My favorite phrase from this one is “Imagine your eight-year-old dinosaur fanatic, grown up with 20 or more years of reading, all dressed up as a triceratops, standing around in a circle with other triceratops discussing the Mesozoic era -- or in this case, Lincoln and his generals -- and you have an idea of the intensity of the discussions.” - Jonah
Pieces of Paper Pinned to their Coats
By Howard Mansfield, Yankee Magazine, September 1999
Reveille at dark. Four a.m. Bugles call, far off and near. There are rows and rows, acres upon acres of small tents, ghost-white under the stars. Dark blue figures are emerging. The blue uniforms make us nearly invisible to one another. We fade from view in just a few feet. We stand for roll call and then huddle by a small fire crowded with tin cups holding coffee.
"Tomorrow at dawn you march into the cornfield," we had been told. At the Battle of Antietam in September 1862, 8,000 men died in a cornfield in an hour and a half. The soldiers walked into corn taller than they were, and by battle's end, not a stalk was left. We are here at the 135th anniversary of Antietam, the bloodiest day in American Twenty-three thousand men were killed, wounded, or missing in action, and both armies marched away to fight for another three years.
In a practice drill we had advanced into a cornfield, aiming our muskets. I grew up playing in and around cornfields; they were exciting mazes. But this, even though it is only a drill for a mock battle, has a small taste of terror, looking down a rifle barrel into the green.
We fall in and march off in the dark, four abreast, our company joining the others until there are long lines of Union blue, rifles high, marching, halting, advancing again. Up and down the line, the officers shout commands: Orderrr! Arrrms! In the distance, the battle flashes orange-red. The battle has begun, a thunderstorm close to the ground.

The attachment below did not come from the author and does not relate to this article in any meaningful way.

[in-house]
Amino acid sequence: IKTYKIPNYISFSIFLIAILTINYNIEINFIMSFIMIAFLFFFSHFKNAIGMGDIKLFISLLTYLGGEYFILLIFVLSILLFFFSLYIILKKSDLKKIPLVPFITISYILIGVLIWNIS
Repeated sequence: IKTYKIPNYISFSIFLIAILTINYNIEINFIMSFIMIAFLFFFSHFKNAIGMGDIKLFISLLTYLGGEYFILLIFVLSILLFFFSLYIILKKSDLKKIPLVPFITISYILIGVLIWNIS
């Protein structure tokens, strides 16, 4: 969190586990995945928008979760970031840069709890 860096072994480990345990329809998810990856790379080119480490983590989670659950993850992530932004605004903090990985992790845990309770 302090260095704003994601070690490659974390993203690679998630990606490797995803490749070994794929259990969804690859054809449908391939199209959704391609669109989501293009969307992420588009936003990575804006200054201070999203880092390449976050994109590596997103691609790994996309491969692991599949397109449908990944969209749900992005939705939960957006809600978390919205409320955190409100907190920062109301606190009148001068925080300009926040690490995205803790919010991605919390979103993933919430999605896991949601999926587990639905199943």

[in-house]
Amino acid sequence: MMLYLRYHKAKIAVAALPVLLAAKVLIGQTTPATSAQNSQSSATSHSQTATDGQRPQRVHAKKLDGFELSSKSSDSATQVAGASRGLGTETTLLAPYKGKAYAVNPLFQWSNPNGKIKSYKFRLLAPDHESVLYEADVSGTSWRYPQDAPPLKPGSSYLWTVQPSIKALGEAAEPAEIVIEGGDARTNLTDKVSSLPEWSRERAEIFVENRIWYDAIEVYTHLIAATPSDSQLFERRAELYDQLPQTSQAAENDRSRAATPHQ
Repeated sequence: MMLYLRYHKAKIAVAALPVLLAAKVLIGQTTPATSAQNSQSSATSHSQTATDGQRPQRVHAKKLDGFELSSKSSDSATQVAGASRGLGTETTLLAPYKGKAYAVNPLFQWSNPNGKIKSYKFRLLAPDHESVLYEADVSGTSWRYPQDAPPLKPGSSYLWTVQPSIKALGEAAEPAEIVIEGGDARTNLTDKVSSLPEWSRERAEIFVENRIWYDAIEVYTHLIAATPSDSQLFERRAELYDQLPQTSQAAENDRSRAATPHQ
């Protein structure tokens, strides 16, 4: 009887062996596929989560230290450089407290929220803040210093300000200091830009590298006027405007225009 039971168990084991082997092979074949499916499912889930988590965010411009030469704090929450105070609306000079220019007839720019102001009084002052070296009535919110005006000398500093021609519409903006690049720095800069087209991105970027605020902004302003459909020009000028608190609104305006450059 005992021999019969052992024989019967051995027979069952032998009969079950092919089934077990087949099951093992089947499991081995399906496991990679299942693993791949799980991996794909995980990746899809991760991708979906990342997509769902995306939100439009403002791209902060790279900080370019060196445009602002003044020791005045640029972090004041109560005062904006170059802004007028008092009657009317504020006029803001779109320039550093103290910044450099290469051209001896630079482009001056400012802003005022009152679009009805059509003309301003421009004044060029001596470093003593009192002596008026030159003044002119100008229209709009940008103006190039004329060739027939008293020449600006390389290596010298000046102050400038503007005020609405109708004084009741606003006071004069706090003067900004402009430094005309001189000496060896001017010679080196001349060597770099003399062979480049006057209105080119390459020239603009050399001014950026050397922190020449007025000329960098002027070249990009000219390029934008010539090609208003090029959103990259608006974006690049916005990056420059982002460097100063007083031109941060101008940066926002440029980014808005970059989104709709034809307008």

We march into a bean patch adjoining the cornfield. It's smoky, misty, dark, mysterious. Cannons and muskets fire, flaring orange-red. The cannons shake the earth, smash into your ears. The cornfield can be seen in the smoke, up a rise. The Confederate gray blends into the low-lying fog and the gun smoke. Long gray lines of soldiers appear and disappear. We stand and fire, loading the black gunpowder into our musket barrels and shooting on command. The gray line across the field is lost at one moment and then at the next is rapidly gaining definition. They are charging forward, the fog seeming to reform itself as men with rifles. Officers all about are shouting orders. Bugles are sounding orders. Officers are racing by on horseback. Preset ground explosions go off, scattering dirt. It is difficult to pick out your commanding officer's voice. We fire and fire, fall back, wheel, fire again and again. Fifty feet from us, I can read the eyes of a Confederate captain. His sword held high, he charges his men toward us. He is screaming. If he had live ammunition, he would use it.
I take a hit and fall forward. The field is full of noise -- cannon and musket, shouting, cheering, screaming. The noise moves through the ground and you at once. Here is noise to fill a Sunday morning. A field surgeon appears to dress my "wound."
The whole scene comes at you like a dream and stays in your dreams for days afterward. The sounds and rhythms of that life linger. Not only the heat and noise of the battle, but the peace of the camps. Field after field of tidy rows of white tents. The sounds of crickets at dusk, of talking, of horses whinnying, of drums, bugles, and fifes. There is always music. A haze of campfire smoke, the smell of coffee and chicken cooking. No cars or radios. There's an experience of heightened spectacle and peace.
In all the dreams I'm marching to the drums. Long lines of Union blue stretch over a hill into the morning light. Long marching rows that take a half hour to pass a spot.